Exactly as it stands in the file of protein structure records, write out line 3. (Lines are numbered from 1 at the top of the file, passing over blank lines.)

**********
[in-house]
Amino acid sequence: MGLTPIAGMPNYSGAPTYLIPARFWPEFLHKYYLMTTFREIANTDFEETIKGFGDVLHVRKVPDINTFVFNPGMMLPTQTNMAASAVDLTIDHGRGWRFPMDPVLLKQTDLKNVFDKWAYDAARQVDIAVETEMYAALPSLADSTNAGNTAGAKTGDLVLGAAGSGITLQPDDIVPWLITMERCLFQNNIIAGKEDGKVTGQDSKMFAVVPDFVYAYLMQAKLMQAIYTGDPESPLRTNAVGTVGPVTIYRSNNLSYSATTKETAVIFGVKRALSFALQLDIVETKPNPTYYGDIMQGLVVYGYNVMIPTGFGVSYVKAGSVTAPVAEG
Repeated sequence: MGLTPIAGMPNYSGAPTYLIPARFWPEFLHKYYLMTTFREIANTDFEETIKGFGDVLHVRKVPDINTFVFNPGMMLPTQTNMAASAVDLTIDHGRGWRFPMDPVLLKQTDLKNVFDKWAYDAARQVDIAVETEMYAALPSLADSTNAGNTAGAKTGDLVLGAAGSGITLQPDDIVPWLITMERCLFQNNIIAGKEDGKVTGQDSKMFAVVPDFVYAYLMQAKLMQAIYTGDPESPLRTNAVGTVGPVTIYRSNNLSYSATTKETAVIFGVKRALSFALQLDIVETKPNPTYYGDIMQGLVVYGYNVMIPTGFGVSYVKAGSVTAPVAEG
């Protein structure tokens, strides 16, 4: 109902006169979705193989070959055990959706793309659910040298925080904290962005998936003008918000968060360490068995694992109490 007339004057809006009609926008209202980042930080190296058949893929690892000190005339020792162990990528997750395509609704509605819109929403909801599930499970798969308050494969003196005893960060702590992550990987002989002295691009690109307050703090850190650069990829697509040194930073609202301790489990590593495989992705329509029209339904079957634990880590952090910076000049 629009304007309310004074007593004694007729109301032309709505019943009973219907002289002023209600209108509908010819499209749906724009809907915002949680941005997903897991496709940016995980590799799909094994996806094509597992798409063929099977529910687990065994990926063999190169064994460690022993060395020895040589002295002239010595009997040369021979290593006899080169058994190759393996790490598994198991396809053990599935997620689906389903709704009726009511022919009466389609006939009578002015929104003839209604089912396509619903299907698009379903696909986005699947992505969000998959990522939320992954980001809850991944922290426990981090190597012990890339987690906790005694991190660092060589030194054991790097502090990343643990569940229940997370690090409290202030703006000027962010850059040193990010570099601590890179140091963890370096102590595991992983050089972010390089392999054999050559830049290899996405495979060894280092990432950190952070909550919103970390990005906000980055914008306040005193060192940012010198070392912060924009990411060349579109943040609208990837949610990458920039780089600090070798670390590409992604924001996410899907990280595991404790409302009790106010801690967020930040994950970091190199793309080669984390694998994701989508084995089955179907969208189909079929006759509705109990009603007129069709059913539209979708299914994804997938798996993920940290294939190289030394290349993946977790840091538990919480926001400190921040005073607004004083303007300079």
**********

Repeated sequence: MGLTPIAGMPNYSGAPTYLIPARFWPEFLHKYYLMTTFREIANTDFEETIKGFGDVLHVRKVPDINTFVFNPGMMLPTQTNMAASAVDLTIDHGRGWRFPMDPVLLKQTDLKNVFDKWAYDAARQVDIAVETEMYAALPSLADSTNAGNTAGAKTGDLVLGAAGSGITLQPDDIVPWLITMERCLFQNNIIAGKEDGKVTGQDSKMFAVVPDFVYAYLMQAKLMQAIYTGDPESPLRTNAVGTVGPVTIYRSNNLSYSATTKETAVIFGVKRALSFALQLDIVETKPNPTYYGDIMQGLVVYGYNVMIPTGFGVSYVKAGSVTAPVAEG